Republican Earmarks Taint Spending Criticism

Republican Earmarks Taint Spending Criticism

By Kyle Trygstad - March 13, 2009

While Republicans criticize President Obama for not sticking to a campaign promise to rid government of wasteful spending, the GOP itself is finding trouble getting back to the kind of fiscal discipline its members say disappeared over the last several years they controlled Congress.

Republicans in Congress vilified Democrats for both the overall size and the number of earmarks attached to the $410 billion omnibus appropriations bill that Obama signed Wednesday. However, despite the rhetoric, Republicans requested 40 percent of the earmarks and ranked among the highest pork barrel spenders.

Six of the 10 senators that requested the most earmark dollars were Republicans, according to Taxpayers for Common Sense, a non-partisan budget watchdog group. In the House, Republicans accounted for five of the top 10.

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One such Member was Mitch McConnell (Ky.), the Republican Leader in the Senate who raked in $51 million for his state -- good enough for ninth most in the upper chamber. Before voting against the bill Tuesday, however, McConnell railed against what he said was bloated spending and called on Obama to issue his first presidential veto.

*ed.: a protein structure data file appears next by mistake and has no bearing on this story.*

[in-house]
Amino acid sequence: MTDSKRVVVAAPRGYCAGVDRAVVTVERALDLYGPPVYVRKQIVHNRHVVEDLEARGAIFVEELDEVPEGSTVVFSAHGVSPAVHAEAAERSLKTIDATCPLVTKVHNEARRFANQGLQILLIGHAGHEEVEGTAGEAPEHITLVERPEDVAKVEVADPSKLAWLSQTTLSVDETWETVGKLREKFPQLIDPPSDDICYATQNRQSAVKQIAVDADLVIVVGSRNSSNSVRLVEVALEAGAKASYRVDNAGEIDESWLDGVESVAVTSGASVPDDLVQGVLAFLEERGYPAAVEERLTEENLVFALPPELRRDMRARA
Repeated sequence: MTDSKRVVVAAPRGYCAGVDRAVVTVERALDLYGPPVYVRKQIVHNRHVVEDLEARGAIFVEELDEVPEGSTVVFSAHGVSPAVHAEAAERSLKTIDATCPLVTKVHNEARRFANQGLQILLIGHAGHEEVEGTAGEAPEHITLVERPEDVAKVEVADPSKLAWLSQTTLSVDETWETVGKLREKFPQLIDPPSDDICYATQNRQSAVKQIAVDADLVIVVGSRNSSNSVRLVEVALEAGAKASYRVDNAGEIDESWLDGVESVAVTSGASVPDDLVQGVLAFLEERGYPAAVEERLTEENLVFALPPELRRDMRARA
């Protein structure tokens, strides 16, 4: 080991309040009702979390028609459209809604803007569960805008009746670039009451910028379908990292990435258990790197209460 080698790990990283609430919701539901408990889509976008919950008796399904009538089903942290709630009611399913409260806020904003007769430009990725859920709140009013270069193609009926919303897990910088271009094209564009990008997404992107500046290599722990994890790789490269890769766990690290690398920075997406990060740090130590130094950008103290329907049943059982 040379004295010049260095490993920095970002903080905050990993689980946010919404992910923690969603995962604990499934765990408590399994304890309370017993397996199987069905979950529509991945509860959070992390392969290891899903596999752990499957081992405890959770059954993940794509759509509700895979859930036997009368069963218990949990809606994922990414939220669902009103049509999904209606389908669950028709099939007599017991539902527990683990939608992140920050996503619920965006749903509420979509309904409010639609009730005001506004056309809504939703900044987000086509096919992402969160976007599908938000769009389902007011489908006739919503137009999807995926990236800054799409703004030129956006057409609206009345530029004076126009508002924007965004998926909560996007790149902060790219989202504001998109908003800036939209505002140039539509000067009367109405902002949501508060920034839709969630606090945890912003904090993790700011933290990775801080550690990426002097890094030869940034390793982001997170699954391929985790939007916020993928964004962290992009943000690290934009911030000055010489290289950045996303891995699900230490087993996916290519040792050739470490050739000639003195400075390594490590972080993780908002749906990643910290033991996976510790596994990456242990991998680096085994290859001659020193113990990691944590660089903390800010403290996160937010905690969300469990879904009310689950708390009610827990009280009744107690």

"In the midst of a serious economic downturn, the Senate had a chance to show it could impose the same kind of restraint on itself that millions of Americans are being forced to impose on themselves at the moment," McConnell said from the Senate floor.

Following the vote, McConnell issued a press release that simultaneously announced his opposition to what he said was an oversized bill and touted the millions of dollars he personally brought home to Kentucky.